See also: EEOC Alleges That The Use Of Credit Histories To Make Employment Decisions May Have A Disparate Impact On Minorities (Sheppard Mullin Richter & Hampton LLP)

4. Age Discrimination

“The EEOC reached a $1 million class settlement with Virginia’s Cavalier Telephone, LLC, over allegations that the company used recruiters who made comments that showed age-based bias including that they did not want to hire anyone who was ‘over 40 and pudgy.’ The two class representatives also alleged that they were demoted and terminated after they complained.” (Employment Law Roundup: Facebook Wage Rant, EEOC Scores Again, FMLA Bereavement Leave, Gender Gap Narrows, Menorah House and the Sabbath, Mini-horse as Accommodation by Constangy, Brooks & Smith, LLP)

See also: EEOC Issues Proposed Regulations Defining Employers’ Affirmative Defense Under ADEA (McNees Wallace & Nurick LLC)

5. Sexual Harassment

“The EEOC has provided guidelines as to the type of conduct that will amount to sexual harassment… Sexual harassment might include unwelcome sexual advances or propositions, unwanted touching, or preferential or derogatory treatment based on gender. Discriminatory harassment might include using insulting or degrading language that would reasonably offend members of a given protected class, distributing or displaying any written or graphic materials that would be offensive to members of any protected group, and using racial, religious or ethnic epithets.” (It’s Time to Dust Off Dealership Policies Against Discriminatory Harassment! by McNees Wallace & Nurick LLC)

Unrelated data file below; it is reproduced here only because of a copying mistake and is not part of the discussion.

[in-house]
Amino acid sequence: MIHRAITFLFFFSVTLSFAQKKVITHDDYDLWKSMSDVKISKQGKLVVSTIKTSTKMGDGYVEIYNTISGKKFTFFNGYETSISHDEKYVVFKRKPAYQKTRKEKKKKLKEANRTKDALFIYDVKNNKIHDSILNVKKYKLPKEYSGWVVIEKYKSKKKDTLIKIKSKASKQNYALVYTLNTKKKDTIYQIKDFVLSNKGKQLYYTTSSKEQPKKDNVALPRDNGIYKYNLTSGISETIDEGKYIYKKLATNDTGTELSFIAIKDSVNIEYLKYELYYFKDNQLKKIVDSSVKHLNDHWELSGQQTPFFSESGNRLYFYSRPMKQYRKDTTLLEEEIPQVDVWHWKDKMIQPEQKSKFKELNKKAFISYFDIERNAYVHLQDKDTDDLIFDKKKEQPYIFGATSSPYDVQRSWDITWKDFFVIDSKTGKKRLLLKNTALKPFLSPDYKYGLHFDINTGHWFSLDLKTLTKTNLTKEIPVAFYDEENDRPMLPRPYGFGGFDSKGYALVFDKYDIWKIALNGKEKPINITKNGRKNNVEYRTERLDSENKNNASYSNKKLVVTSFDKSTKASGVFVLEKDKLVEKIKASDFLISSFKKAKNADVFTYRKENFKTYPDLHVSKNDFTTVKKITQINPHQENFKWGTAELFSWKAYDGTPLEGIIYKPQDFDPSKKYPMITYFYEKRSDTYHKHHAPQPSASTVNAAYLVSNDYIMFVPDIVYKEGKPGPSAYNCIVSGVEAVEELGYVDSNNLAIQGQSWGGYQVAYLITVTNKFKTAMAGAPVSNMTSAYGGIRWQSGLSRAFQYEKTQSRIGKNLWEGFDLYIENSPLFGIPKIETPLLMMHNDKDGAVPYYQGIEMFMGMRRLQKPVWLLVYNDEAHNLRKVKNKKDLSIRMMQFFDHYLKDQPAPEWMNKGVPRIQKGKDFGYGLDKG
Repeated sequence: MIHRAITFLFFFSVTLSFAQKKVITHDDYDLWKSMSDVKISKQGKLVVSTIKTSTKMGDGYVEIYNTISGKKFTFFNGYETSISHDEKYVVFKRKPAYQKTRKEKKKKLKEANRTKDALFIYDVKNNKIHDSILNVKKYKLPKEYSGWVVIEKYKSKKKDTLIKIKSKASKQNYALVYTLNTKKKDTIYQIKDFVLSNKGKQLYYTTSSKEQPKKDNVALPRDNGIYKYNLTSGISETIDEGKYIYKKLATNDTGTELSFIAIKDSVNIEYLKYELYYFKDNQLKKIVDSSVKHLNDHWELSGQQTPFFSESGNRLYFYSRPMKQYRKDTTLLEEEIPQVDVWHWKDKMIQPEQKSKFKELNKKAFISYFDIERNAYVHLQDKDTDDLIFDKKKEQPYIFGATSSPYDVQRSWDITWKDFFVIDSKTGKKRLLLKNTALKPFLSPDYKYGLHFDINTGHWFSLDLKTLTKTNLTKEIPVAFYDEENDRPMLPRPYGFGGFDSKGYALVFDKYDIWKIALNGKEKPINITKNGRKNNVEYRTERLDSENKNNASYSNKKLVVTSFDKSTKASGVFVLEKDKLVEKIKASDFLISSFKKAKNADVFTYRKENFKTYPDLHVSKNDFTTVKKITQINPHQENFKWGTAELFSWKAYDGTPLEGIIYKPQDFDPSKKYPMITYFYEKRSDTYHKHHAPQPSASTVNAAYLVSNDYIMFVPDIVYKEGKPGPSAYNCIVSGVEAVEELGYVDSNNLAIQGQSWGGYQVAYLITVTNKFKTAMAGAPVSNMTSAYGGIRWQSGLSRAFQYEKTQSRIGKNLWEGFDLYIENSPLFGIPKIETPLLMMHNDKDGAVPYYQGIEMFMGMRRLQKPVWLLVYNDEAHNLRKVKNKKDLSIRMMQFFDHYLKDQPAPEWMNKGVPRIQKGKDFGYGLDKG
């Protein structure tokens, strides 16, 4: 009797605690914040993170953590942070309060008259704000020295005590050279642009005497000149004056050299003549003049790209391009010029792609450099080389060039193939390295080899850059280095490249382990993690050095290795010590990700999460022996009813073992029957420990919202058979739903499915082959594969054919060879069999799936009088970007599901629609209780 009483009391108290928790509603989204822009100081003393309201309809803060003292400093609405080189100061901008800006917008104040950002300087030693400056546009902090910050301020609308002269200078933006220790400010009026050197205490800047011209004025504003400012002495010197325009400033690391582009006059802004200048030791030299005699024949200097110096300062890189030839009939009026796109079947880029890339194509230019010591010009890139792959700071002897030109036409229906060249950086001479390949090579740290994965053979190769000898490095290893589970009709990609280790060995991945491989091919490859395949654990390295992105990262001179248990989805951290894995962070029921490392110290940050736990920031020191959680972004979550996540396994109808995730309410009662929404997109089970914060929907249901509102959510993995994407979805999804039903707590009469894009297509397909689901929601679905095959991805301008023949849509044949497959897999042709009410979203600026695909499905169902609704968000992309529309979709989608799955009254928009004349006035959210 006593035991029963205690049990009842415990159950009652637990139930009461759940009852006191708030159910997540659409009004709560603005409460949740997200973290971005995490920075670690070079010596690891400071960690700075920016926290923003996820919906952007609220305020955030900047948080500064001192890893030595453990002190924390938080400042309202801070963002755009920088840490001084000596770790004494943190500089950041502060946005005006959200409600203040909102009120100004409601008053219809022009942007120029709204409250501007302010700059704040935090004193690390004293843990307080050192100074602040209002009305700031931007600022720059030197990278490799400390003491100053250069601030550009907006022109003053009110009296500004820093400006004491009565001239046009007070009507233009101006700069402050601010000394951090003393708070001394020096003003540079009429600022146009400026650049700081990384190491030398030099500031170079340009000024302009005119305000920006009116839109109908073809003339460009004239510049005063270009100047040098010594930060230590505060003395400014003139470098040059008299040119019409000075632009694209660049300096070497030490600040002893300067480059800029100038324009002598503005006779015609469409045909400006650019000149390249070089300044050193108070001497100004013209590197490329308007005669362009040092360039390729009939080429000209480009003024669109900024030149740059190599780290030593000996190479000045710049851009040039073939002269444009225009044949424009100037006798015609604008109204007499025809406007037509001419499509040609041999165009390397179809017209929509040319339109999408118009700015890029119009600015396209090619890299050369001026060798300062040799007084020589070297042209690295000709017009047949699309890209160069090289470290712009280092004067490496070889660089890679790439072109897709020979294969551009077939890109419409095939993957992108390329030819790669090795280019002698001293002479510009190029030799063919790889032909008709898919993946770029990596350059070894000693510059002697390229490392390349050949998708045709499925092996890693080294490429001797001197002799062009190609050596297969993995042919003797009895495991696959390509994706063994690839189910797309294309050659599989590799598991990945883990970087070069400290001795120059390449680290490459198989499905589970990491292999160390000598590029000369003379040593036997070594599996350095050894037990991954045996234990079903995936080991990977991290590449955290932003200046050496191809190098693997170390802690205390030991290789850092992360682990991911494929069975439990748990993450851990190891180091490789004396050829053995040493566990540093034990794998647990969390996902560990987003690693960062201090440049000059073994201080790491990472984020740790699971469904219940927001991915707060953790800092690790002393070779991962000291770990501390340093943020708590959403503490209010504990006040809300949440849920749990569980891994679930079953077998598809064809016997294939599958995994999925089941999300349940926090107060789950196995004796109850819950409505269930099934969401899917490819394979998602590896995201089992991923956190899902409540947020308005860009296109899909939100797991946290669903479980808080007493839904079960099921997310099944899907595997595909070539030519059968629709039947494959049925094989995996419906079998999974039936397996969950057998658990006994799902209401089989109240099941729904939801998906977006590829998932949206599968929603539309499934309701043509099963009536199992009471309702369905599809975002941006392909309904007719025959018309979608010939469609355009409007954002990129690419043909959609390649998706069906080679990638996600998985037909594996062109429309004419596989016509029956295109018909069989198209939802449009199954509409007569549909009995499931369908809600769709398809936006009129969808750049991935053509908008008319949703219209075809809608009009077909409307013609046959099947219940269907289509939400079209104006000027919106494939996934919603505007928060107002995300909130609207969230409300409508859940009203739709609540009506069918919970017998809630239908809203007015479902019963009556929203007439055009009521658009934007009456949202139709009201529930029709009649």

See also: Sexual Harassment Claims May Arise from the Conduct of Non-Employees (Poyner Spruill LLP)

6. Pregnancy Discrimination and Caregiver Issues

“Although Title VII does not specifically prohibit discrimination against ‘caregivers’ as a protected category, the EEOC has taken the position that, in some circumstances, discrimination against workers with caregiving responsibilities may constitute discrimination based on sex, disability or other characteristics protected by federal discrimination laws. In 2007, the agency issued an enforcement guidance and a related set of questions and answers addressing discrimination against workers with caregiving responsibilities.” (EEOC to Hold Public Meeting on Pregnancy Discrimination and Caregiver Issues by Ford & Harrison LLP)

See also: EEOC Issues Guidance on Employer Best Practices for Workers with Caregiving Responsibilities (Duane Morris LLP)

7.Religious Discrimination

“The greatest area of conflict emerging within the courts, and between the courts and the EEOC, is with respect to dress and grooming policies. On the one hand, the EEOC and some courts hold that denying an employee’s request for a policy exception for religious dress or grooming, based on health, safety and security situations is unacceptable. On the other hand, some courts have approved employer prerogatives regarding ‘public image’ as a sufficient showing for undue hardship for denying a religious accommodation.” (Work-Faith Conflicts And The EEOC by Fisher & Phillips LLP)

See also: Religion in the Workplace: 5 Devilish Employer Mistakes (Constangy, Brooks & Smith, LLP)